Thursday, May 19, 2011

Adam Smith on Natural Religion

[I found these notes from my manuscript papers written at various times and related to my current project ' Adam Smith On Religion', now nearing a close, as my first draft is completed (and some 600 words over my allotment from the editor.]

A former student, John Ramsay, who described Smith as a friend of ‘Hume the atheist’, claims that Smith ‘petitioned the Senatus … to be relieved of the duty of opening his class with a prayer’, but that his “petition”, was rejected (Ramsay 1888, 462-63) John Rae comments that: “no record of the alleged petition ... and its refusal remains in the College minutes” and speculates that it was “but a morsel of idle gossip” and indicative of “the atmosphere of jealous and censorious theological vigilance in which Smith and his brother professors were then obliged to do their work” (Rae 1895, p 60). The alleged petition is indicative of Smith’s attitude to Christian worship, and the alleged petition was more likely an expression of his opinion at a Senate meeting, of which he was a member.

Either way, Smith continued with the opening prayers, the content of which was left to him, causing Ramsay to assert that ‘[Smith’s] opening prayers’ (compulsory for the day's lectures) were always thought to ‘savour strongly of natural religion’, that ‘his lectures on natural theology were too flattering to human pride’ because they induced his students to ‘draw an unwarranted conclusion, viz. that the great truths of theology, together with the duties which man owes to God and his neighbours, may be discovered in the light of nature without any special revelation”.

Smith’s Moral Philosophy series of lectures which opened with Natural Religion (Stewart [1793] 1980, I.17.: 274), are now lost, so we cannot assess Ramsay’s veracity; however, his assertions accord with the implicit conflicts in doctrinal theological tensions between the works of God in Nature, as understood by individual practitioners of natural philosophy (science) and the Word of God in the Scriptures, as interpreted by the fundamentalist Christians zealots who dominated the Church. In these disputes, John Calvin, approved of the study of the physical world; he positively commended the study of astronomy and medicine, because they showed ‘evidence of the orderliness of the creation and the wisdom of the creator’ (McGrath, 2005, 259).

Smith was among those who took up the challenge, first signified by the time to research and to write his History of Astronomy (published posthumously in 1795), and then kept it safe and from the fire that he ordered for all of his other papers, when he died in 1790 (ESP, 1744 - c.50). Like many others, especially in the more secular times of the Scottish Enlightenment, when he began his drift away from Revealed Religion to Natural Philosophy, while an undergraduate student at Oxford (1740-46).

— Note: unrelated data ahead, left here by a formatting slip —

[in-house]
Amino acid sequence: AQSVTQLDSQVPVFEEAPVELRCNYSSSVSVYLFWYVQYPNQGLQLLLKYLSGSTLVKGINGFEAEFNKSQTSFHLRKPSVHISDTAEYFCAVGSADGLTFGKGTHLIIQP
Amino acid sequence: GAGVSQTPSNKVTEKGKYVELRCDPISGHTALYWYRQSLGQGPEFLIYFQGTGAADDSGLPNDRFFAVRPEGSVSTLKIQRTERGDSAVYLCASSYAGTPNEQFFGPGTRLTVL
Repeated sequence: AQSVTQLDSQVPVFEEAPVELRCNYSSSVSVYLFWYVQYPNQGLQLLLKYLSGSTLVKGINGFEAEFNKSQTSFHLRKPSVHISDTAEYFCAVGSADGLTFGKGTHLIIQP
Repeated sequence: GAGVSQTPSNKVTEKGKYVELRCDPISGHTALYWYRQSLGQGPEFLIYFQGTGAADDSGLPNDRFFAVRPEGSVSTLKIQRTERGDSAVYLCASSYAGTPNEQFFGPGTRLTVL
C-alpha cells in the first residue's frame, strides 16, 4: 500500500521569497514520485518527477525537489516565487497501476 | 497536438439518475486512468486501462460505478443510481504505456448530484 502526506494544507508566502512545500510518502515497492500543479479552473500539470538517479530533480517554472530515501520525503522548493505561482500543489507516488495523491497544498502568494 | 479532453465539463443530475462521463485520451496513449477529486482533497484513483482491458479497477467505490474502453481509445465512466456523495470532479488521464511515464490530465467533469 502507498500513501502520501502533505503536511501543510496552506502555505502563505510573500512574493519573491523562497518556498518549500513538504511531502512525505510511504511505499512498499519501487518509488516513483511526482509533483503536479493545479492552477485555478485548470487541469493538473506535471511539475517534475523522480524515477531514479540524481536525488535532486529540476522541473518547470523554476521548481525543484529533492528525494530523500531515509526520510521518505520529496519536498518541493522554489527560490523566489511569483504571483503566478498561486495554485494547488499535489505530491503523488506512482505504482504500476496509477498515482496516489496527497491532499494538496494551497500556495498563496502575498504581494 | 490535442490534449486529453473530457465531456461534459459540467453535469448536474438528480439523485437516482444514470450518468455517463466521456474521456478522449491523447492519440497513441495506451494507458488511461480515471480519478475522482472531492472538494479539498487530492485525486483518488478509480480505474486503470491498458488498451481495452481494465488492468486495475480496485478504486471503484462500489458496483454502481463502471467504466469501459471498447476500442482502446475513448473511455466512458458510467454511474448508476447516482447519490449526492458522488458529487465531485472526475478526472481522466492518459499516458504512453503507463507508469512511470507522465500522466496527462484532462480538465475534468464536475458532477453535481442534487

Ramsay’s brief comments claims that ‘[Smith’s] opening prayers’ were always thought to ‘savour strongly of natural religion’, that ‘his lectures on natural theology were too flattering to human pride’ and that they induced his students to ‘draw an unwarranted conclusion, viz. that the great truths of theology, together with the duties which man owes to God and his neighbours, may be discovered in the light of nature without any special revelation”.

From John Ramsay’s critical memoirs of the themes with which Smith addressed his students on Natural Theology and on the content of his opening prayers, Smith stepped beyond the narrow confirmatory proofs of the existence of God in nature and showed that biblical revelation was not necessary to discover ‘the great truths of theology’ or of ‘man’s duties to God’, as Calvin had intended. But the theology of revealed religion was a core belief of the Scottish Protestant Church to which Natural Theology was definitely subordinate, and yet Smith essentially denied the necessary primacy of the core belief – and one of his students remembered it years later when writing his memoirs, but, fortunately for Smith, the Glasgow Presbytery did not hear of it, otherwise young Adam Smith could have been in serious trouble. In these circumstances, there may be little mystery about the non-survival of his lecture notes on Natural Religion. Also, possibly, Smith confined his most irreligious remarks to his morning prayers, delivered in his extemporaneous style, and deliberately left no firm evidence of his heresies that could be used against him. The zealots had charged three successive Professors of Divinity (Simson, Hutcheson, and Leechman) with 'heresy', and were ever vigilant of those they regarded as too liberal or too modern.

See: Ramsay, J. 1888. ‘Scotland and Scotsmen’ in the Eighteenth Century from the Mss of John Ramsay, Esq. of Ochtertyre, ed. Alexander Allardice, Vol 1 (of 2), Edinburgh: William Blackwood.

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